So, how did we get to this? Well, new regulations would make it illegal for companies to handle data from anyone 15 years or younger without parental consent. These proposals open up a can of worms for various social media companies who have based their business models on targeting a younger audience with their products with hopes of an increased adoption of services.

The “ban” would leave millions of kids and teenagers having to ask their parents for permission to use internet services including email accounts, social media platforms and the downloading of apps. Somewhat understandably US tech groups are aiming to amend such a proposal through intense lobbying.

The proposal of new data protection regulations is much more stringent and companies must comply or face fines up to 4% of their global turnover, which could result in a massive bill for the biggest of online giants.

On the flip side, a petition has been launched by “The Diana Award Youth Boardwho state that “We don’t believe young people should be required to seek their parents’ consent every time they use a new app or website.”

It is certainly bizarre and impossible to police against, it will be compelling to see the outcome of these proposed regulations.

Image courtesy of mashable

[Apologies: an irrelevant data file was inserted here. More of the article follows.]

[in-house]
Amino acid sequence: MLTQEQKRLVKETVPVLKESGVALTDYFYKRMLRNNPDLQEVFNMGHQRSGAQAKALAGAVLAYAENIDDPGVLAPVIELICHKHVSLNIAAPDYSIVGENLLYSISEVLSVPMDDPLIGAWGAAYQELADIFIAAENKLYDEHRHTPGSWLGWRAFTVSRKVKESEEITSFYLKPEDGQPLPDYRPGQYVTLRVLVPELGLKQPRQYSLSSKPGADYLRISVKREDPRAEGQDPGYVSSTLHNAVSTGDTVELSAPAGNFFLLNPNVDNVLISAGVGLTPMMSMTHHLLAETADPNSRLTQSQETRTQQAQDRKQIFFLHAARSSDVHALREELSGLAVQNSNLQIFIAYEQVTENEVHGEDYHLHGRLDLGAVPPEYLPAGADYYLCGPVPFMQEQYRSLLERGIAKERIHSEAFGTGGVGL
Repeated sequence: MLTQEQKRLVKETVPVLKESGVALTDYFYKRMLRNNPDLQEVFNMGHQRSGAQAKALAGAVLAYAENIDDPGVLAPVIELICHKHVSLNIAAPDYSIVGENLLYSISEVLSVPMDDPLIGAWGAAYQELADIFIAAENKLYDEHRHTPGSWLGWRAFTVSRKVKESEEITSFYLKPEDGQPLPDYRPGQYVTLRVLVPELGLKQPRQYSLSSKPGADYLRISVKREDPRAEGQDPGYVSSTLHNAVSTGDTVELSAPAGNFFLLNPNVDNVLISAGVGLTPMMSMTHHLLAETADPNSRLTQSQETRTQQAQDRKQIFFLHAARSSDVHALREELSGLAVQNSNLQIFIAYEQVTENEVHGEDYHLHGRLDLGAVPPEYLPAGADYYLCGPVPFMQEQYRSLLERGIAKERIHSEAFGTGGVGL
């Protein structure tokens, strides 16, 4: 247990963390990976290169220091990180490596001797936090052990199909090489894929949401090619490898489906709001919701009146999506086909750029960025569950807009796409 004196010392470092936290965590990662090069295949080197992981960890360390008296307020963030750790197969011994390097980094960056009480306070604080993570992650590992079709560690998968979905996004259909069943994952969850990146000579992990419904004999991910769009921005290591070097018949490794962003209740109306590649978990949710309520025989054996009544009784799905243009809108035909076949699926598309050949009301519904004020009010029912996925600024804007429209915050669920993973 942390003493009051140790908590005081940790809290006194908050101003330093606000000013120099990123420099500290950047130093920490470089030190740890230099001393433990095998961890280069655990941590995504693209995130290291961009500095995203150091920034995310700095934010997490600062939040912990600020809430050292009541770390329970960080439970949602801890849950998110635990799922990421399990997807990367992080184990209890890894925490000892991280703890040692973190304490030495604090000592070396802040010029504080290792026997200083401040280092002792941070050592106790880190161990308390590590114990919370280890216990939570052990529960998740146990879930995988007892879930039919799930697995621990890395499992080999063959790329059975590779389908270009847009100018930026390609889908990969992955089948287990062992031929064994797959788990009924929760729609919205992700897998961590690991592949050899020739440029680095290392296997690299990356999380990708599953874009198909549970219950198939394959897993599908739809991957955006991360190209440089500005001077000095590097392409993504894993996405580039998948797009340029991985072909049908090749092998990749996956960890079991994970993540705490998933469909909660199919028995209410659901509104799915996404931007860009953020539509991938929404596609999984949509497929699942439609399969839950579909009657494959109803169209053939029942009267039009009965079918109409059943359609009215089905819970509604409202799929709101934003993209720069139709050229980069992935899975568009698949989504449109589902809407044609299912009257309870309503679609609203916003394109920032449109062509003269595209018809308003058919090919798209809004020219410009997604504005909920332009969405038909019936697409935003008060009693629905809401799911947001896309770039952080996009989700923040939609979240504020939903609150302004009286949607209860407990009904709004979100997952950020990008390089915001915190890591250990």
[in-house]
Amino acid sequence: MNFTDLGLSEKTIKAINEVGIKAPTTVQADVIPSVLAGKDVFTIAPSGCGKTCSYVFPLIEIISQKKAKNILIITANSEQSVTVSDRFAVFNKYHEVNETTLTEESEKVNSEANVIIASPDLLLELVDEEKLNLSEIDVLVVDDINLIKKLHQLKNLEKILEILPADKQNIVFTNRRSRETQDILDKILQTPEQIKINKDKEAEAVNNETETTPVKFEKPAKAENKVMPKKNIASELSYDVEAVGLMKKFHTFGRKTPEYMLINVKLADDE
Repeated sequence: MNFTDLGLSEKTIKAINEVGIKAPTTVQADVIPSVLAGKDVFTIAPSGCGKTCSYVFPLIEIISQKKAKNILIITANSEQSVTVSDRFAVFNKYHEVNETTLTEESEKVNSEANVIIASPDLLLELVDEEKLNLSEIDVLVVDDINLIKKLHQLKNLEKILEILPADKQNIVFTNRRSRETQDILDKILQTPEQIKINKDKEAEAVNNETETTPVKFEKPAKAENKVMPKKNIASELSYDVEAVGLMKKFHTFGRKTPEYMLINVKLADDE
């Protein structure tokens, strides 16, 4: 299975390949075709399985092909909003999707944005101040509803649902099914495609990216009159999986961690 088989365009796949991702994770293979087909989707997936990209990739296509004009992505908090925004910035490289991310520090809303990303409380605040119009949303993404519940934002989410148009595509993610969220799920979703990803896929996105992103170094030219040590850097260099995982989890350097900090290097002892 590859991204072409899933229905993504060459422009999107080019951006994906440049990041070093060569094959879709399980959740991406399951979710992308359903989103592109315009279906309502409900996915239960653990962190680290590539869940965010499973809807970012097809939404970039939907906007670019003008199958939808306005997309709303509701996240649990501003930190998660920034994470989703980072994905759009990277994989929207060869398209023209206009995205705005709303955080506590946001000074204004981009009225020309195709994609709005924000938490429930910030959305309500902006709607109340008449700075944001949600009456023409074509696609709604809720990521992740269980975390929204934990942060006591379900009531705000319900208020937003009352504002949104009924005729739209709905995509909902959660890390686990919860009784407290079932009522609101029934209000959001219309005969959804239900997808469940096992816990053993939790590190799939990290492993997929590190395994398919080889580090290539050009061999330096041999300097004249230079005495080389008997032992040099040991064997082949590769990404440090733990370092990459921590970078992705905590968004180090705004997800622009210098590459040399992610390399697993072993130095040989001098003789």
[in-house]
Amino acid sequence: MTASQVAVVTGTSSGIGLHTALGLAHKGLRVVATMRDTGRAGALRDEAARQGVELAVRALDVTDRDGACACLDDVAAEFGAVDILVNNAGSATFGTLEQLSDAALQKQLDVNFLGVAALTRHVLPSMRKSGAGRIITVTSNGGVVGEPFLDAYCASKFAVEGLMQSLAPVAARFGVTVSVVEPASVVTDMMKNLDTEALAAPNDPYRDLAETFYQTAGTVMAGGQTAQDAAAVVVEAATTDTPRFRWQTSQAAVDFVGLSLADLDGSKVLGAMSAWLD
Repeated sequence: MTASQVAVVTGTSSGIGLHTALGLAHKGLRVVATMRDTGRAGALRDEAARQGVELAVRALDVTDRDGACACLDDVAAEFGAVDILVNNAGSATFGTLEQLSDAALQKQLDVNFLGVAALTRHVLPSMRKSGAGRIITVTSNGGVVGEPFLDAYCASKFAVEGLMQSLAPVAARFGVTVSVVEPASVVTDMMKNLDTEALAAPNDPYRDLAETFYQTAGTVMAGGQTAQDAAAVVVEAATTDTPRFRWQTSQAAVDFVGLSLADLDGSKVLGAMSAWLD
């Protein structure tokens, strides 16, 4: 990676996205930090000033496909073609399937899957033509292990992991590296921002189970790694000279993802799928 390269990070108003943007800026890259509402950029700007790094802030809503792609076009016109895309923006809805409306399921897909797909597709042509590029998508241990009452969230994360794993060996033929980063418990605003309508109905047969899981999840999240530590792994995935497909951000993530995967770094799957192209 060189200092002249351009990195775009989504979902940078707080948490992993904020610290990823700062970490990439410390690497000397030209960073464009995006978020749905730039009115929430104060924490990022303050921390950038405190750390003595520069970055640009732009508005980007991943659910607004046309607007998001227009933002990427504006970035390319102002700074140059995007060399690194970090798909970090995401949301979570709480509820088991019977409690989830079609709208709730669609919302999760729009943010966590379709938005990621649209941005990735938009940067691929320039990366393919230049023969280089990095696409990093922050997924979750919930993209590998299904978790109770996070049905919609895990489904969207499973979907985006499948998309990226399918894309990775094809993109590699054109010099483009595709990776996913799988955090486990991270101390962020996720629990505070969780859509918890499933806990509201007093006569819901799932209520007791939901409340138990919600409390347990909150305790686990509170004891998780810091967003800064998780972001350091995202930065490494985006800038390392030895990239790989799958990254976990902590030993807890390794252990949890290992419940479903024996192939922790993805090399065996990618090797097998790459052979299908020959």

TripAdvisor Fined in Italy Due to Misleading Reviews

TripAdvisor has received a hefty fine from the Italian government for misleading reviews. The popular website must pay $611,842 to the The Italian Competition Authority. The authority said that the website failed to implement sufficient measures to prevent fake reviews while advertising the site as a source of “authentic and genuine” assessments from people who have actually visited the places in question.

“Our systems and procedures are extremely efficient in protecting consumers from a small minority of people who try to con our system.” – TripAdvisor.

Even though the ruling was the result of a lengthy investigation, TripAdvisor has declared that it will appeal the ruling. They currently have 3 months to implement changes to their website in accordance with the Italian regulators.

Source: BBC News Via: The Next Web

Leave a Bad Review, Get Fined £100

A British couple have been ‘fined’ £100 after leaving a bad review on TripAdvisor about a hotel they visited.